Vauxhall first started out as the "Vauxhall Iron Works" based in London, specialising in marine engineering. By 1903 Vauxhall had branched out into making cars, its pre-WW1 models being luxury grand tourers. Famous Vauxhall cars from this era included the Prince Henry and 30/98 models.
General Motors acquired Vauxhall in 1925 and so the cars started to become more "mass market" and were built in greater numbers. Following WW2 Vauxhall launched a series of successful models such as the Velox, Victor, Cresta and Viva. Today the Vauxhall name is only used in Britain, all export models being badged as Opel.
The Vauxhall Iron Works was established at Vauxhall in 1857 to supply steam engines for the working boats on the River Thames. Experimental work with petrol engines began in 1902 and the first motorcars were made the following year. These were light vehicles, more American than European in concept, with front-mounted single-cylinder horizontal engines, side-tiller steering and single chain drive. Output was about car one per week. A more substantial 12-14hp car with a 3-cylinder vertical engine was brought out towards the end of 1904, and this was joined by a 7-9hp 3-cylinder model the following January.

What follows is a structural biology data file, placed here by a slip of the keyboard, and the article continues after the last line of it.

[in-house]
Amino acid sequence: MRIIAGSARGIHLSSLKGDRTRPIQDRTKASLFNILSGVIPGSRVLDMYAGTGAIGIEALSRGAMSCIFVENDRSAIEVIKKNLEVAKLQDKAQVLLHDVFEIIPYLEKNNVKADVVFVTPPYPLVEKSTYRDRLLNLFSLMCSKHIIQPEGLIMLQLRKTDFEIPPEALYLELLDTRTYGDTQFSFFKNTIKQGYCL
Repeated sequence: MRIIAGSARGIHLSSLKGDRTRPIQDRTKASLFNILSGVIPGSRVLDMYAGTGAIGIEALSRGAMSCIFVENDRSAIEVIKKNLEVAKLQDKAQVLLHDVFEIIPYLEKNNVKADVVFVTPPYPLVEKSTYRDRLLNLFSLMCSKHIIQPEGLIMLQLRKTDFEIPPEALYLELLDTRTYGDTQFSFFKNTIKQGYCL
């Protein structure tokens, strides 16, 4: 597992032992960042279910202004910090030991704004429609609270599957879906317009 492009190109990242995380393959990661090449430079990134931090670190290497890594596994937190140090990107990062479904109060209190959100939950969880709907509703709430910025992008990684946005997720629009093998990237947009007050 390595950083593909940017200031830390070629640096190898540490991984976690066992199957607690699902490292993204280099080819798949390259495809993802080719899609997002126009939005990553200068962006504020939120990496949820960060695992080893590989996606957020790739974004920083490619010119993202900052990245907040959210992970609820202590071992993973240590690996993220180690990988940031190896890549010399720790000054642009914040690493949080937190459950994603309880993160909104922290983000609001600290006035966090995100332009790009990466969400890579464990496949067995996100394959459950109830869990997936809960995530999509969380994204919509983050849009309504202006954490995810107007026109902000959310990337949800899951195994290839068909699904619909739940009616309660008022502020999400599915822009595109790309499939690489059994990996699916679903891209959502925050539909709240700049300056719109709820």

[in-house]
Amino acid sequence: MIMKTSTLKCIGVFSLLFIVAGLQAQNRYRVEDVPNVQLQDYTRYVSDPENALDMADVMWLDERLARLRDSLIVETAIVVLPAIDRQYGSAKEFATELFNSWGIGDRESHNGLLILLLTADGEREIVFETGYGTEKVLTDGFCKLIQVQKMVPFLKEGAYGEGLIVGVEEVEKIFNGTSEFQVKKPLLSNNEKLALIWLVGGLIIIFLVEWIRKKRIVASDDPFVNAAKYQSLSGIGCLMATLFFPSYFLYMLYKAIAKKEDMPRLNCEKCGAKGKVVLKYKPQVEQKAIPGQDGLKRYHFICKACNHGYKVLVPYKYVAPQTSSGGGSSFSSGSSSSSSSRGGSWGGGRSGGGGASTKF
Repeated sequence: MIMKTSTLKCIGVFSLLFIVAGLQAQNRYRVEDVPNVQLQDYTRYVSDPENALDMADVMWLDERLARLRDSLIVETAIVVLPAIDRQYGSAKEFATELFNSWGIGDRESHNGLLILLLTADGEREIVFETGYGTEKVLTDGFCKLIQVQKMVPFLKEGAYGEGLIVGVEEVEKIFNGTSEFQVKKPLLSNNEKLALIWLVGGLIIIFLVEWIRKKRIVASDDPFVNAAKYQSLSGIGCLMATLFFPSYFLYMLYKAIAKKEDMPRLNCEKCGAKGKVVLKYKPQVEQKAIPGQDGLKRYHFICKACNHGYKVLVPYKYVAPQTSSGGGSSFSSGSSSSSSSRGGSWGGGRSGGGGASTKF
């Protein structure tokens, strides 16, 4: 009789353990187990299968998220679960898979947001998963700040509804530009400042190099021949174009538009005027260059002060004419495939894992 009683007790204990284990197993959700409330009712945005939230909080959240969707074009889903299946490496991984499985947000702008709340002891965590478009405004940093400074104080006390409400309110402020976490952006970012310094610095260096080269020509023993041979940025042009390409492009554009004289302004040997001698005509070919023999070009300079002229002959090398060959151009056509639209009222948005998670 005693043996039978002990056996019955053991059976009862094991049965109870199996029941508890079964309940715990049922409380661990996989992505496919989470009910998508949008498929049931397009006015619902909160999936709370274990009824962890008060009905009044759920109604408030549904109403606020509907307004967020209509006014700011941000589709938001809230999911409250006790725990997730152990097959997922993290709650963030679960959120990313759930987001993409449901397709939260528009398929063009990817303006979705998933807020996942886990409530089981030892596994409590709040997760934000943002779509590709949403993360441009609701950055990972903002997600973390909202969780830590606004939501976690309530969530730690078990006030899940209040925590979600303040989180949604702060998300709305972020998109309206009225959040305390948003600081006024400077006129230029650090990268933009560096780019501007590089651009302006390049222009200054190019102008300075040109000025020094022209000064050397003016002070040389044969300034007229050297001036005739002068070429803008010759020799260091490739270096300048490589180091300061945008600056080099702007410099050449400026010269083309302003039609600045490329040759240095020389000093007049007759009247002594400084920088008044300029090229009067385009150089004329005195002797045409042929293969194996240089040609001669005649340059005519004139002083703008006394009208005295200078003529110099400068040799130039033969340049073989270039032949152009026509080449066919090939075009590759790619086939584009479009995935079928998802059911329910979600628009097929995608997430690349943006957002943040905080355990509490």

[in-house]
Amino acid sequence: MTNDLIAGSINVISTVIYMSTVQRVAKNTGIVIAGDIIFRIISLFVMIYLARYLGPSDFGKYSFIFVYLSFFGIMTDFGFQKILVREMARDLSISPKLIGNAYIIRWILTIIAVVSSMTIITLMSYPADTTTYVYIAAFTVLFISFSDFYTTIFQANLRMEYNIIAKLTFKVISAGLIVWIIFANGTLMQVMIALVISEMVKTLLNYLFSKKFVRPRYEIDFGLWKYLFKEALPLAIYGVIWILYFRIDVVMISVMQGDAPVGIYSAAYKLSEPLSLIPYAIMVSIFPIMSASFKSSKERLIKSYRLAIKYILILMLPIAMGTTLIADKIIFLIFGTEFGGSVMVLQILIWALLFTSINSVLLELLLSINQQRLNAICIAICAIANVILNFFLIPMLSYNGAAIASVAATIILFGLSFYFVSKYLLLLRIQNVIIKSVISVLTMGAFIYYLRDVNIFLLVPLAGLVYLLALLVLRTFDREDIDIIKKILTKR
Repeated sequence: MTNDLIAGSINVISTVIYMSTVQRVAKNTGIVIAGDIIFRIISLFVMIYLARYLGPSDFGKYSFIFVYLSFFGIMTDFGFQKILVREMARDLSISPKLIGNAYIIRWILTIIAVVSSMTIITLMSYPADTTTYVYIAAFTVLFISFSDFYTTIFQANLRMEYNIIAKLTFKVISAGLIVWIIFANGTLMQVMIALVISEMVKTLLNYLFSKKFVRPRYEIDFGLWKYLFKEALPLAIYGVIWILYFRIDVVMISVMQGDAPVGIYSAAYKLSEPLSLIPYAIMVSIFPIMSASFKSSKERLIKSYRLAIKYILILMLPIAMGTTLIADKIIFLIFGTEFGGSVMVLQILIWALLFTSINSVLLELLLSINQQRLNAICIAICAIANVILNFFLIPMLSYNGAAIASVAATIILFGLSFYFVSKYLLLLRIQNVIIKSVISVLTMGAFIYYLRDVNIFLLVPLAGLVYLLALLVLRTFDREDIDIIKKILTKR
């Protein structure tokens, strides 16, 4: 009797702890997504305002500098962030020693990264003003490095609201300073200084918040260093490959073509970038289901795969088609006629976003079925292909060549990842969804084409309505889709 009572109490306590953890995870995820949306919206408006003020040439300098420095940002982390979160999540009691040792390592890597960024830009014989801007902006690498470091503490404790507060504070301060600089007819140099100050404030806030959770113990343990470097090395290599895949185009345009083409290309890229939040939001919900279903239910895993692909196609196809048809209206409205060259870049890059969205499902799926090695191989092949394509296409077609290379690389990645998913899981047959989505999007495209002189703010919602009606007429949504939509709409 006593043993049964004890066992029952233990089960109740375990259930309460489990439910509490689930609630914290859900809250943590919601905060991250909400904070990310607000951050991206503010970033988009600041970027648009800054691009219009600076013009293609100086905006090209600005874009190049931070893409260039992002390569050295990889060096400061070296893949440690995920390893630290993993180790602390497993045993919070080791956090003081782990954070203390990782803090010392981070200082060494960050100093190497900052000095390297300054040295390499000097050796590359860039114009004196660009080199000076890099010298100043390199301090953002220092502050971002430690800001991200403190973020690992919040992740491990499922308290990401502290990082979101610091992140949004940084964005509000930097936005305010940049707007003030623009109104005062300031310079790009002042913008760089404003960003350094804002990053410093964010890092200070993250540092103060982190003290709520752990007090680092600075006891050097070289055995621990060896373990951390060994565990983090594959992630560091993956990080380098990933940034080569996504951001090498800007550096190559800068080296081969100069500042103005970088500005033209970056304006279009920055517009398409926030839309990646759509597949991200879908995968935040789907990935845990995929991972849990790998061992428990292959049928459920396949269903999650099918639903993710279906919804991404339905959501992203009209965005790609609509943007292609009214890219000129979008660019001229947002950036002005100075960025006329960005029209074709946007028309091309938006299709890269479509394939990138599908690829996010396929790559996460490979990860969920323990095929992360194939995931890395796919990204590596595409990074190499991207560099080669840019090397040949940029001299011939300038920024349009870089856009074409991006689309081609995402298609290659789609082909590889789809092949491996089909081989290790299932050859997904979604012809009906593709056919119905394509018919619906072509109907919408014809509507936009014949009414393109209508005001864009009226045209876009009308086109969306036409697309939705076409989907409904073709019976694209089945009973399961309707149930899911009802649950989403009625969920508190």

Vauxhall moved to Luton during 1905 and was soon making cars of decided sporting potential of which the 'Prince Henry' model, precursor of the vintage 30-98 sports car, was the prime example. General Motors of America took control of Vauxhall in 1926, thus securing the firm's future.